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steveothehighlander

Win XP past Apr 2014... (was: Will XP be supported until 2019?)

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http://www.youtube.com/watch?v=ay-gqx18UTM

http://www.youtube.com/watch?v=ToFgYylqP_U

This video demonstrates the slowness of the new Windows 7 GUI.

Windows Display Drivers Model used in both Vista and 7 doesn't include the neccesary hardware accelerated 2D functions to make the graphics generated by GDI and GDI+ as fast as in Windows XP.

Microsoft chose software render because they found too difficult to combine the new graphical engine with the old one. If you want to learn more about it read this: http://blogs.msdn.com/directx/archive/2009/05/12/2d-drawing-apis-in-windows.aspx

GDI has dozens of functions: http://msdn.microsoft.com/en-us/library/dd145203(VS.85).aspx

GDI hardware acceleration in Windows 7 using WDDM 1.1 drivers has only these functions hardware accelerated: http://msdn.microsoft.com/en-us/library/dd434692.aspx

WDDM 1.1 drivers makes mandatory this new "partial" GDI hardware acceleration. So any driver which claims to be 1.1 is already accelerating as much as it ever will.

Too bad, the results I got were based on WDDM 1.1 drivers (both from nvidia and Microsoft itself).

q7j.gif

http://www.passmark.com/support/performancetest/2d_windows7_performance.htm

2D results in Windows 7 seem poor compared to previous versions of Windows, why is this?

Different Windows applications use different methods of drawing to the screen. Some applications render directly to the window, which is the same method used in the vector tests in PerformanceTest (GDI+ to a hWnd). These application will likely suffer a performance hit in Win7. Other applications render to a buffer in main memory and then use a method known as bitblt to push the final image to the screen buffer (GDI+ to a DIB section then bitblt). This method is known as double buffering. Most large commercial applications (such as Word and Photoshop) use this later method and will not suffer much if any performance degradation in Win7. There is a discussion of this on Microsoft's graphics performance blog.

http://www.neowin.net/forum/topic/1036369-did-you-know-all-gdi-apps-render-slower-under-win7/

DWM redirects window draw routines to an offscreen buffer and then re-draw them back to the main screen. That means for any window, DWM is redrawing their contents... twice. Coupled this with slower GDI performance than Windows XP. On the other hand, DWM will ensure the contents of the window fit in before it redraws the whole window, so when you drag the window around, it won't cause graphical glitches because now the window will only be redrawn when it's complete.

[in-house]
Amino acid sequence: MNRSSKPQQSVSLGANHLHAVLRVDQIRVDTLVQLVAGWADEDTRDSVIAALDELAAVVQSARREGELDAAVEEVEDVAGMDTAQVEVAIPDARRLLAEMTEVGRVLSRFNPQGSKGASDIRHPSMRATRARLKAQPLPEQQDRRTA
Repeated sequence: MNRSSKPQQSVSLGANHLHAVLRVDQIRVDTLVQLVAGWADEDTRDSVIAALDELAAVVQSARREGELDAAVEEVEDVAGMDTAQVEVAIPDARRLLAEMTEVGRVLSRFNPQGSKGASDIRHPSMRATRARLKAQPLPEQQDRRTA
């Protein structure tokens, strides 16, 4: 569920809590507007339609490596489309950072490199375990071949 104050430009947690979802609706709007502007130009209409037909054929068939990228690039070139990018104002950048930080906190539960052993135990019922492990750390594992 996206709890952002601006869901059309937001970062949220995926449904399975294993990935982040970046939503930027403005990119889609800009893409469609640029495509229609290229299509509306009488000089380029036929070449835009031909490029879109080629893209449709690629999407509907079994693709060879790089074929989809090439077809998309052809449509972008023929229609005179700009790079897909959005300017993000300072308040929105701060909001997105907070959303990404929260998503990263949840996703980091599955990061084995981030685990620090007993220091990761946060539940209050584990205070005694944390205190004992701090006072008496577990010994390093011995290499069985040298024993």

On the other hand, not using DWM will free up a lot of CPU resources. But still not enough to make GDI render operations as fast and responsive as Windows XP, as XP has more CPU free to do other tasks. If there is a fix for this, I would love to know, too... but it seems like this is already an integral part of Windows 7. The driver model has had to be rewritten to accomodate the new driver device interface (DDI) of DirectX 10 and beyond, and they had to shaft GDI hardware acceleration to accomplish that. They chose to remove GDI hardware acceleration as they found it hard to combine both driver model features. So there is no likely fix in the future except for a whole new edition of Windows.

Edited by robertcollier4

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I'm sorry.....with 16 computers that I try to keep running and updated, it's easy to get them mixed up.

The 12 year old PC, I did build, with Windows ME on it. When I got it back a few years ago now, I upgraded it to XP-Pro-SP3 and it runs it admirably.

I have W8 now set up and running on a 2005 model eMachine, with the AMD cpu and 3 gigs of ram and a 160 gig SATA hard drive.

Sorry for the confusion. W8 installer picked up everything on the little eMachine but the sound. ??? It's basic AC 97 so I don't understand that. Anyway I installed a Soundblaster sound card and W8 picked it right up and now I have sound too. For an emergency Backup PC, it works darn well. Maybe not the fastest PC ever, but it puddles right along. :)

Right now, I'm on my main PC, which I built in 2005, and which has had some slight upgrades over the years.

It runs XP-Pro-SP3 very nicely as my everyday OS, and Windows Home Premium, Windows 8 Pro and Windows 8.1 Beta, all on separate hard drives. "Never the twain shall meet". One OS never sees the others and they all get along nicely on the same PC.

Windows XP will be alive and well here, till I decide otherwise (like that's going to happen, anytime before the Rapture)

:cool:

Edited by Andromeda43